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Wikipedia - a Democratic Crowd-Sourcing Project

Wikipedia - a Democratic Crowd-Sourcing Project

I initially found the prospect of contributing to Wikipedia to be a daunting task, especially after having read David Auerbach’s article “Encyclopedia Frown” on Wikipedia’s editing disputes. But two exercises helped acclimate me to the process of editing a Wikipedia page.

Form my first exercise, I researched and added a citation where one was needed. I began by visiting the Citation Hunt project page to see a randomly generated instance where Wikipedia could use my help.

Source code for Samba reference.

After clicking “I got this,” I was taken to the Samba page where I could enter the VisualEditor. I Googled the quote to find an original source and stumbled upon a Prezi presentation that linked to a BBC documentary, where, it turns out, is where the quote came from. As such, I went back to the Samba page, clicked “Edit,” and studied the format for adding a reference. I copied another citation just to be safe before entering my own. I knew my entry was successful when I returned to the main page and saw the citation displayed.

New citation displayed on the Samba Wikipedia page.

My next exercise was to add content to add or edit content on a page that covered a topic of which I was familiar. I first used a bibliography to find a Wikipedia page that needed help, but was overwhelmed by the myriad of options. Consequently, I used the search box to find a Romantic poet who I was currently studying in my Romanticism course – Lord Byron.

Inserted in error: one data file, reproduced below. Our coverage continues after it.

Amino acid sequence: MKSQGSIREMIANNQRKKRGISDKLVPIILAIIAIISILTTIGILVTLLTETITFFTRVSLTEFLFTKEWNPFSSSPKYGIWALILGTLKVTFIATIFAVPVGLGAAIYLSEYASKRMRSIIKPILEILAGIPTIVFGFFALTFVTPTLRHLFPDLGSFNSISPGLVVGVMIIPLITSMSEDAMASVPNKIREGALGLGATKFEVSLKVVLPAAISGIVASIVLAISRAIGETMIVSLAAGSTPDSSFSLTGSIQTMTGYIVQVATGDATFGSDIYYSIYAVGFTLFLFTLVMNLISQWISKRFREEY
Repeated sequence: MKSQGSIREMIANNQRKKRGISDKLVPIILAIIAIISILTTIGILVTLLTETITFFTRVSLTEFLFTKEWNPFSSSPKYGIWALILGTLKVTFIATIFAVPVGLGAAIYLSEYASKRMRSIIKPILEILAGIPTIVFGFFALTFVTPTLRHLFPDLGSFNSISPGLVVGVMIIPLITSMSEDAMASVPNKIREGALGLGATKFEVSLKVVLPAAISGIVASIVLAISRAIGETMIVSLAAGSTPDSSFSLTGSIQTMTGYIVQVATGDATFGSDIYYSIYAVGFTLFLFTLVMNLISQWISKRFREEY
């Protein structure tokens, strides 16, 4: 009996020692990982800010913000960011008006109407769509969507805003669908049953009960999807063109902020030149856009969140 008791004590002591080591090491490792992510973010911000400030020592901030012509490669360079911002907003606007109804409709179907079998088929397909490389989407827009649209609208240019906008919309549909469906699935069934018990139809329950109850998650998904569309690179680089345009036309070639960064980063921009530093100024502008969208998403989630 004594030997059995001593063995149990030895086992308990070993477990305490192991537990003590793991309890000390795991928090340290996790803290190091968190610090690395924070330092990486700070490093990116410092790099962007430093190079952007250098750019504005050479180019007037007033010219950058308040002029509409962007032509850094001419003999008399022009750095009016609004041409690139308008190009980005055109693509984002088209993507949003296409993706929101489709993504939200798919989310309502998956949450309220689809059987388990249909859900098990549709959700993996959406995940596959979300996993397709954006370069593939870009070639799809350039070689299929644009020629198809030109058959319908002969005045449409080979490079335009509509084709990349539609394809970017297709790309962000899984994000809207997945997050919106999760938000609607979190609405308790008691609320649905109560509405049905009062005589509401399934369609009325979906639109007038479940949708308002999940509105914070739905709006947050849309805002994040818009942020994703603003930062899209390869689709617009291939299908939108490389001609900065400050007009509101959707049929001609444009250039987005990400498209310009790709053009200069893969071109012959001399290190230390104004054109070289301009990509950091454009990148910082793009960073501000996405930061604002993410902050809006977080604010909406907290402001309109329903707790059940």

Lord Byron's Wikipedia page with new content.

I read the page in its entirety before noticing that the editors left out several details that I thought were critical to understanding Byron. (1) His habitation with the struggling poet Percy Bysshe Shelley in Italy. (2) His ability to subvert accepted and acknowledge gender serotypes. (3) How he spent his three years at Trinity College. Adding this information was simple. All I had to do was find sources to validate these claims, paraphrase the information in the VisualEditor, and then add a citation after each piece of information.

Assuring that my infromation is properly cited and displayed.

My experience contributing to Wikipedia helped shed light on the platform’s democratic aspects. Although I was logged in while contributing, I could have been an anonymous user and submitted the same information. That the website allows for everyone to have a say in the online encyclopedia speaks to its digital activism. Wikipedia is a crowdsourcing project that has made information more digestible and accessible to all. It is no wonder the website has become the first place that people turn to when learning about a topic.

ALL PHOTOS USED IN THIS POST ARE LICENSED UNDER THE CREATIVE COMMONS LICENSE

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1 comment

Great job overcoming anxiety about contributing to Wikipedia (no thanks to my reading assignment - apologies). I'm glad you had such a positive experience. Of course I'm biased, but I am particular excited about your additions to the Byron page. Byron is a Big Deal!, a very well-known figure whose page gets a lot of views, I bet. Which sources did you find and use to support your paraphrasing of these claims? Is there anything interesting on the Byron talk page? Just being a nosy Romanticist :) 

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